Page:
"She was daily losing her ability to be in this world and yet her spirit just grew stronger and stronger, and her faith deeper and deeper," Westra says. "When I told her I was dropping to my knees, she said, 'I couldn't have told you to do it any better. What you do is empty your heart of grief and sorrow so you can fill back up with joy.'"

The local community also has played a vital role helping Westra push through. Fund-raising benefits, assistance with her boys and frequent gifts of encouragement have sprinkled her post-diagnosis life.

Live your legacy

It's true that cancer can destroy some things but not all. Since her diagnosis, she's watched her sons, Nolan and Colton, acquire a depth of compassion abnormal for their ages.

"I am trying to teach them to leave their hearts open and to delight in the small things around them as much as my Dad did," Westra says. "If I can teach them the lessons it's taken me years to learn, in a bite-sized way, then I feel like I am laying a solid foundation for them."

Her husband, Rick, sees her ability to affect others positively as a natural quality that has only expanded in recent months.

"She's always given of herself in so many ways to both the kids and to me, but now that's been magnified," he says.

When cancer enters a family's home, life quickly becomes a series of doctor appointments comprising all varieties of tests, scans and surgeries. The demands have been no less so at the Westra household.

"(Cancer) doesn't let you sit still very long," Rick says. "You're constantly making mental adjustments as it throws you into this battle."

But where some would retreat, not so his wife. Rather, he's observed an unusual resiliency in her.

Blogging has been an important component, allowing her a fitting forum in which to release and share experiences and connect with people from around the world.

"She's always been a very gifted writer but she never felt like it was the right time for her to share her thoughts or to put her writing out there," Rick explains. "The blog was a beginning place to test her ability to write, and I think cancer put her in the position where she's truly doing what she's meant to do."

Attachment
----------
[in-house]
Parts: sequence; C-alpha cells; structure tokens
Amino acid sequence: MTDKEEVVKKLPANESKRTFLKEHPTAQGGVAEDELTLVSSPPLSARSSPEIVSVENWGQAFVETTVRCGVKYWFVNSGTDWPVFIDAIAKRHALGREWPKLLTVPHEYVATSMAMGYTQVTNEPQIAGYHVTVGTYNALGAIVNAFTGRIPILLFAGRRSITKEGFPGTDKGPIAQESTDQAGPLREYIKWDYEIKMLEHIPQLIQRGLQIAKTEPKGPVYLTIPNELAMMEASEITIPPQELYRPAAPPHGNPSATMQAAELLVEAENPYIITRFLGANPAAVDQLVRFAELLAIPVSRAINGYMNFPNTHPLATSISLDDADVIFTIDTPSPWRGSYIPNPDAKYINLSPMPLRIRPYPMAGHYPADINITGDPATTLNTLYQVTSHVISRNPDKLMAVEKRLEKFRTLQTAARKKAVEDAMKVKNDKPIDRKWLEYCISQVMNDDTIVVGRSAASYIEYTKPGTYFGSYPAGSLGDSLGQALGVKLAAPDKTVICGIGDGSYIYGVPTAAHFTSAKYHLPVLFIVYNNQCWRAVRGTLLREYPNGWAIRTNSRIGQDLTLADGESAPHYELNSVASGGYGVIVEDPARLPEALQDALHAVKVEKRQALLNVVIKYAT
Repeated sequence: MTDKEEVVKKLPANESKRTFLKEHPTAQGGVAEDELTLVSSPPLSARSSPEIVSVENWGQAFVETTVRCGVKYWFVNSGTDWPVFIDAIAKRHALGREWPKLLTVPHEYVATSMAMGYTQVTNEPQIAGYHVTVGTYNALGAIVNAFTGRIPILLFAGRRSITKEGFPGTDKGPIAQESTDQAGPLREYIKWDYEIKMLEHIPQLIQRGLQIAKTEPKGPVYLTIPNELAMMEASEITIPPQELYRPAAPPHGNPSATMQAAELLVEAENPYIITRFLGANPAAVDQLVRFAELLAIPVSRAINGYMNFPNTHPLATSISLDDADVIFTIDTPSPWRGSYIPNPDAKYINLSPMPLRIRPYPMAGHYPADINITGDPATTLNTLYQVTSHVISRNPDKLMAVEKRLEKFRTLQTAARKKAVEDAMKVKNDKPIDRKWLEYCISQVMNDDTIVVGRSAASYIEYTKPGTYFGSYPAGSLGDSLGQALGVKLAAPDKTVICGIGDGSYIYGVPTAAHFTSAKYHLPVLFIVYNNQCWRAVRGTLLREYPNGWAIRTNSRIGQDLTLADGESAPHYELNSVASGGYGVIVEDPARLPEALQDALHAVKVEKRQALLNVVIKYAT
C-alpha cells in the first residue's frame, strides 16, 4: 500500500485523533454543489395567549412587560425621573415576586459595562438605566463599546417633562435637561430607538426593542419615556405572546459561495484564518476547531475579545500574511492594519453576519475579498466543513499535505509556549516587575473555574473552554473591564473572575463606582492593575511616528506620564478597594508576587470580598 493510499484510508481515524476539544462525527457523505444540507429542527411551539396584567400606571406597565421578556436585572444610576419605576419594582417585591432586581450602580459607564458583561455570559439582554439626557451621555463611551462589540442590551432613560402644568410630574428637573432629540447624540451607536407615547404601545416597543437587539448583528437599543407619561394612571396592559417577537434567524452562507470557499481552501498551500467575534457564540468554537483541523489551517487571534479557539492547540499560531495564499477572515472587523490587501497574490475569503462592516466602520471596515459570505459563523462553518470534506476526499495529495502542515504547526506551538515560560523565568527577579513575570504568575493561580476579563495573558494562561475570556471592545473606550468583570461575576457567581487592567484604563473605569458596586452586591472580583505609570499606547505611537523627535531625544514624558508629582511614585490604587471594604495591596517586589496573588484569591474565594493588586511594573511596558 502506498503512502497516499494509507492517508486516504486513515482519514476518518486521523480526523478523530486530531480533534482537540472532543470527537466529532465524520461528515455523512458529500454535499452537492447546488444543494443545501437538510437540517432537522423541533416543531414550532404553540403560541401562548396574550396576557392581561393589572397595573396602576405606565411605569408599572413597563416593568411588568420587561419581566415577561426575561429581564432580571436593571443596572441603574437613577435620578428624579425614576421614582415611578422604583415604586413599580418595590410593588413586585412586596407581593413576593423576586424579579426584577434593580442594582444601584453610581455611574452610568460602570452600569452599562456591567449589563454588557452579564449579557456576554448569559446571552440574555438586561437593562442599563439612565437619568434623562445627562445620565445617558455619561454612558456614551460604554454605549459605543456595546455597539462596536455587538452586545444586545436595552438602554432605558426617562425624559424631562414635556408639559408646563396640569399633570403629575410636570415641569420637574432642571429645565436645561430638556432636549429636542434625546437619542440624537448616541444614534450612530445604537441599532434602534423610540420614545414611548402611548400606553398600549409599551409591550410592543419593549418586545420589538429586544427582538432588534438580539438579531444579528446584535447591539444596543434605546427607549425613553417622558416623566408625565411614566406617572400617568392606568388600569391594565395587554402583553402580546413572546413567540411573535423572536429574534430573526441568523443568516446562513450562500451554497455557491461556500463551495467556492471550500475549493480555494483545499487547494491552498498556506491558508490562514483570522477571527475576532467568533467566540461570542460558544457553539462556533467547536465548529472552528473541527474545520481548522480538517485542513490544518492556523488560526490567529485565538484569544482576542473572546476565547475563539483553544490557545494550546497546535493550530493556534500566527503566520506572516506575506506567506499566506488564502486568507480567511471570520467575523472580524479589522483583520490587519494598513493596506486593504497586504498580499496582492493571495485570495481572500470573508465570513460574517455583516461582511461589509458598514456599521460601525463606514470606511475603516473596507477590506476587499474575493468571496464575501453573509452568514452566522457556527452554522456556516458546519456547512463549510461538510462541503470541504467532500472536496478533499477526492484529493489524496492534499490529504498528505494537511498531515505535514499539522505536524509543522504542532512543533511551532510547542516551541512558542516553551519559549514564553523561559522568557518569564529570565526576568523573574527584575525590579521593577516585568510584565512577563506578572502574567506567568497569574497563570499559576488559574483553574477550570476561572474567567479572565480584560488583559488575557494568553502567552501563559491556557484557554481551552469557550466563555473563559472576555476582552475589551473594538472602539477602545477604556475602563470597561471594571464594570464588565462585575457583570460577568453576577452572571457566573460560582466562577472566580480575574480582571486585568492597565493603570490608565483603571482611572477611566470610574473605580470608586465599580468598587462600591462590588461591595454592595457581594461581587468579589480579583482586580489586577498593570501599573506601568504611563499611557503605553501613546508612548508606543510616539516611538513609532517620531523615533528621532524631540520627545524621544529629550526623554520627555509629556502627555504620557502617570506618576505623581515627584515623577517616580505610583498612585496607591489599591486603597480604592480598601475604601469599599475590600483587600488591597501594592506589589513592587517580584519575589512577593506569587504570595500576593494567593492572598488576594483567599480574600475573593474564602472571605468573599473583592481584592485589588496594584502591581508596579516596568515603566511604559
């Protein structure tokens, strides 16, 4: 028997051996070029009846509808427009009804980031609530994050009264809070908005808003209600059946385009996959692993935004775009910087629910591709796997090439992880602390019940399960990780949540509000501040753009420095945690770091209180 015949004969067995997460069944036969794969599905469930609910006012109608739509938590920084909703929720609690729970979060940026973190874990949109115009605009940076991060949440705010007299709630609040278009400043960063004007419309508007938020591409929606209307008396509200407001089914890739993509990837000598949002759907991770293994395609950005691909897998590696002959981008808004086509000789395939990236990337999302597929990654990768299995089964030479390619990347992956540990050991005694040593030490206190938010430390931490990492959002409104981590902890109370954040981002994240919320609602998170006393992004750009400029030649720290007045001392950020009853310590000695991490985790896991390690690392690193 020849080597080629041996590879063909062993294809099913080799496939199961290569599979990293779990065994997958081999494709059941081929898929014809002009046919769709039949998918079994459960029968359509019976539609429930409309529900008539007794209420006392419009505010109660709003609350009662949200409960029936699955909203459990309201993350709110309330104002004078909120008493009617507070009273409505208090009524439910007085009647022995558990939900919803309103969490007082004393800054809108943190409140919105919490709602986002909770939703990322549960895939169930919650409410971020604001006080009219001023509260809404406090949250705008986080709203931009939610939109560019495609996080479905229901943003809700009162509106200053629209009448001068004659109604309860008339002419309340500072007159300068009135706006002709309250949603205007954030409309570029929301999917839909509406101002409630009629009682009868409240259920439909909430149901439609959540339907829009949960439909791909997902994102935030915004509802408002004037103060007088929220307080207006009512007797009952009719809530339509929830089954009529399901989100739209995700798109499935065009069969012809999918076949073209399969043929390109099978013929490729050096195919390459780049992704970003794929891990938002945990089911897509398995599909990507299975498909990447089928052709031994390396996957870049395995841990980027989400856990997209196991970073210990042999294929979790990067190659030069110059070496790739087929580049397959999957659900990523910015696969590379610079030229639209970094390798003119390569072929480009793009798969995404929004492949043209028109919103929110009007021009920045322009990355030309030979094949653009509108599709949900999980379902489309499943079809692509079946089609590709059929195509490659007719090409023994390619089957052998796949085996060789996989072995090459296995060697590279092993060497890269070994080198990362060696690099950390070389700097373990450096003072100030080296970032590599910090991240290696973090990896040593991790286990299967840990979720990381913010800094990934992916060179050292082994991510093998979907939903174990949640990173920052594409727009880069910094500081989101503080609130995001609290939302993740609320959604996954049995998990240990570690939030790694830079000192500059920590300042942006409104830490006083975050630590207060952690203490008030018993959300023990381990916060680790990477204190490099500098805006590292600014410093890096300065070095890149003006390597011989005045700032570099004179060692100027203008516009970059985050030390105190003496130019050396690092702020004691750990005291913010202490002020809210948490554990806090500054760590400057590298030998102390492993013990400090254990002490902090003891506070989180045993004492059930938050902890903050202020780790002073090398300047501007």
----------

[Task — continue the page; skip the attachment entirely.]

Perhaps the best part about what she offers to others, according to Rick, is her authenticity. "The person she is when you meet her is the same person she is when she's home with me," he says. "She's a very genuine person who wants to share in life's journey, so to speak, loving every day and the experiences along the way."

Despite dealing with an unwelcomed intruder, both have been able to approach the cancer with a grateful outlook, particularly toward those who have guided them through the first, difficult steps. "You come to realize this affects an enormous amount of people," Rick says. "At Roger Maris there aren't many empty chairs. You're definitely not alone."

Westra says she feels blessed to still have her hair and other physical attributes, in part due to "a compassionate use of chemo" - the result of a study drug being administered in lighter doses over a longer period of time to keep the mobile cancer in line.

And though she's embraced the "Fight like a Girl" theme, she's not in warring mode. "Whenever we think we're going to do battle with something, it rises up all that much stronger," she says, committing herself to not giving the cancer undeserved energy.

But above all she wants others to know that suffering doesn't have to stop anyone from living.

"You might not get breast cancer. You might have a divorce or a death in the family," she says. "Whatever that hard thing is that's messy and feels like there's no way can you possibly do it, if I can, you can."

Falling back again to her father's influence, Westra recalls the teaching he modeled best through his life.

"How do you want to be remembered?" she asks. "Live like that. Live your legacy now, with intention and purpose."

Roxane B. Salonen works as a freelance writer and children's author in Fargo. She blogs on family life at http://peacegardenmama.areavoices.com